TROY — Bass-baritone Eric Owens’ career has taken him to the world’s opera houses and as soloist with major symphony orchestras. This season alone has him as artist-in-residence with the New York Philharmonic and in productions at the Metropolitan Opera and Washington National Opera. Local audiences know him from his many appearances at Glimmerglass Opera during the last three summers.
While critics have called him “masterful,” “towering” and “an American marvel,” he only does a handful of recitals each year, one of which will be tomorrow at the Troy Savings Bank Music Hall.
“I’d rather do a five-hour opera than a two-hour recital,” Owens said from Chicago, where he’s starring in Handel’s “Judas Maccabeus” with Music of the Baroque.
In opera, he said, he has costumes, works with other singers and can walk about the stage to better convey his character or the intent of his aria.
WHEN: 8 p.m. Friday
WHERE: Troy Savings Bank Music Hall
HOW MUCH: $35, $25
MORE INFO: 273-0038; www.troymusichall.org
“But in a recital, I must rely on the physicality, which is condensed, to bring drama,” he said. “There’s great intensity in the emotion of the singing, but there isn’t a physical release as in opera. It’s exciting but way more intense. It’s more exhausting.”
Owens likes to get involved in the character of each song rather than just sing the words. That’s also why he’s known for his strong presence in an opera setting in which he seems to anchor whatever scene he’s in. It is not something he was taught.
“It wasn’t something that was natural,” Owens said. “When I was in school [Temple University and the Curtis Institute of Music] and at Houston Grand Opera Studio, and even as a pro into the mid-1990s, I worked on making sure my acting was on a par with my singing. I only took one acting class at Temple. Instead, I watched other artists that I admired for their theatrical presence. I was in the audience as much as on stage. I’d always ask myself why I was so drawn to a particular artist, what was it that was so special about their character portrayal? I learned most from observation and how to do likewise.”
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Owens bolsters this approach by reading as much as he can about a role’s background, such as reading Shakespeare’s “Macbeth” before he sang that role in Verdi’s opera “Macbeth.”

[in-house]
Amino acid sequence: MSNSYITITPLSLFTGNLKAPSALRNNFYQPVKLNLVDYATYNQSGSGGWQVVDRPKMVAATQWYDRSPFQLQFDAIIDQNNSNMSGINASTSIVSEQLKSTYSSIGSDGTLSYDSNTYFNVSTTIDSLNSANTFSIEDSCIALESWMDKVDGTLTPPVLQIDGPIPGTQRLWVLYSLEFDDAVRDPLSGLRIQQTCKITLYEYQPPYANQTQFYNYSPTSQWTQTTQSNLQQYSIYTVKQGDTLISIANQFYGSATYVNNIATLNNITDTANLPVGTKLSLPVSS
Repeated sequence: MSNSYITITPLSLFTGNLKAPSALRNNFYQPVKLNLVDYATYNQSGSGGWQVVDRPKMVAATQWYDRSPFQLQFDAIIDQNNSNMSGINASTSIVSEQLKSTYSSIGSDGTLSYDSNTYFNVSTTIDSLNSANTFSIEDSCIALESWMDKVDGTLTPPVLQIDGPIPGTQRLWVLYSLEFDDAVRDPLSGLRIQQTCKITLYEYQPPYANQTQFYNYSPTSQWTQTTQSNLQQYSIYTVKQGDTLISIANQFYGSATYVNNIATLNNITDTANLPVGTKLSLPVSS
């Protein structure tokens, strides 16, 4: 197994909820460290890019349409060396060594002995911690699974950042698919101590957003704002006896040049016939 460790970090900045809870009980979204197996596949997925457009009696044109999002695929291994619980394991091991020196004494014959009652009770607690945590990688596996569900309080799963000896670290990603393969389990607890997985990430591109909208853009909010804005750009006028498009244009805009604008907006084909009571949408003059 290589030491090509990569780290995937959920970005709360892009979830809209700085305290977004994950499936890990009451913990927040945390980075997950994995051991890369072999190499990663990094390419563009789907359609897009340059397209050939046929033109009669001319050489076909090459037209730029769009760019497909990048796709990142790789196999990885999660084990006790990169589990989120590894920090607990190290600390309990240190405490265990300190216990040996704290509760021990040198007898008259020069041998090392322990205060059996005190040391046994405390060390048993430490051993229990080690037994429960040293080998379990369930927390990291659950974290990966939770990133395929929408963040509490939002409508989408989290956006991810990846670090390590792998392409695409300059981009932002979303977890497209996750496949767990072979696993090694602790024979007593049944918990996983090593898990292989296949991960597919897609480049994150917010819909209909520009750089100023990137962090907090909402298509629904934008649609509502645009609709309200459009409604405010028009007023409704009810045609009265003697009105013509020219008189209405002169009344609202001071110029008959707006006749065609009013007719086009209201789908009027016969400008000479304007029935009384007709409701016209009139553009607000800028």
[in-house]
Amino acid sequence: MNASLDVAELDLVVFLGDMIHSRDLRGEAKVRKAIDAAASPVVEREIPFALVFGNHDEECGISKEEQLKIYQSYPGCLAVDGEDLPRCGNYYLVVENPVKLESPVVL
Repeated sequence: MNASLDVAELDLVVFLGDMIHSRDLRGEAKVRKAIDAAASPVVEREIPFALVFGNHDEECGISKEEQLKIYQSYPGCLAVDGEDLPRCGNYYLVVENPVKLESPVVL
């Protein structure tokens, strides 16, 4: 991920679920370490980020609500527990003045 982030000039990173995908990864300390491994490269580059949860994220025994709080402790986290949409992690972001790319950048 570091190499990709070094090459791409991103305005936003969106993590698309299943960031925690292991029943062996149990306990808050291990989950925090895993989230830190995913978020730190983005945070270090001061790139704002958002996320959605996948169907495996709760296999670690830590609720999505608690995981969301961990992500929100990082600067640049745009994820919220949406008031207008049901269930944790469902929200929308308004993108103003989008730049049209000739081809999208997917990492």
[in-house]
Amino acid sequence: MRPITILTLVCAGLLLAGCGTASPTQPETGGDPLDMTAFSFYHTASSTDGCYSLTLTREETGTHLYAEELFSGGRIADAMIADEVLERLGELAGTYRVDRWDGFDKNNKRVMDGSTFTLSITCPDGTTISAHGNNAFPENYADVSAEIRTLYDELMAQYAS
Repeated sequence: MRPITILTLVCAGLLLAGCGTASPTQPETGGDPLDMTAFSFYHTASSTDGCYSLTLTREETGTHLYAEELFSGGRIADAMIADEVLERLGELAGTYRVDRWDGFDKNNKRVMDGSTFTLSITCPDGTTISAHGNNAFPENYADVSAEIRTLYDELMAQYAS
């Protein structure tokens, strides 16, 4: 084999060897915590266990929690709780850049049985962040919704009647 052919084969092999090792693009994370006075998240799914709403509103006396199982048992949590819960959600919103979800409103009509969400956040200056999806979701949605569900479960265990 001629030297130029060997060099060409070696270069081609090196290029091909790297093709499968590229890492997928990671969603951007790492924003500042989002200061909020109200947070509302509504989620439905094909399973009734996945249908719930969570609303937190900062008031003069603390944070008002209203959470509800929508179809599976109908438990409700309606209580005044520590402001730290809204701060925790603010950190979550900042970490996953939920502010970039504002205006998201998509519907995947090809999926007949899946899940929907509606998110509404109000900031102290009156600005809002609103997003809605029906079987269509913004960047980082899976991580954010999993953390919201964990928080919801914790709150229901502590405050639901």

“It’s a given,” he said. “I always go to the original text. You might have questions that are not answered in the libretto. Librettists pare down, so you’re always trying to tell the story even though those parts are missing. You’re fine-tuning moments, trying to telegraph what’s happening.”
Fortunately, for his recital, there are only a few songs that he’ll have to delve as deep. That’s also deliberate.
“There is no one way to do a recital. You can do all Schubert, or do the first half German and the second French,” he said. “A recital is my only chance to be my own artistic director and do what I want. You must be over the moon with the repertoire, otherwise why perform something you don’t like? So there’s nothing new here but the grouping is different.”
Besides lieder by Mozart, Brahms and some lesser known Schubert, the second half is lighter with songs by Ravel and Verdi, and also some Broadway hits.
“I enjoy turning that corner [at intermission],” Owens said.
His accompanist, Myra Huang, is a new colleague but he said she is “amazing, wonderful.”
This is Owens’ debut at the hall and on the Troy Chromatic Concerts series, which he called “an honor.” A pre-concert talk is scheduled at 7 p.m. from the stage.
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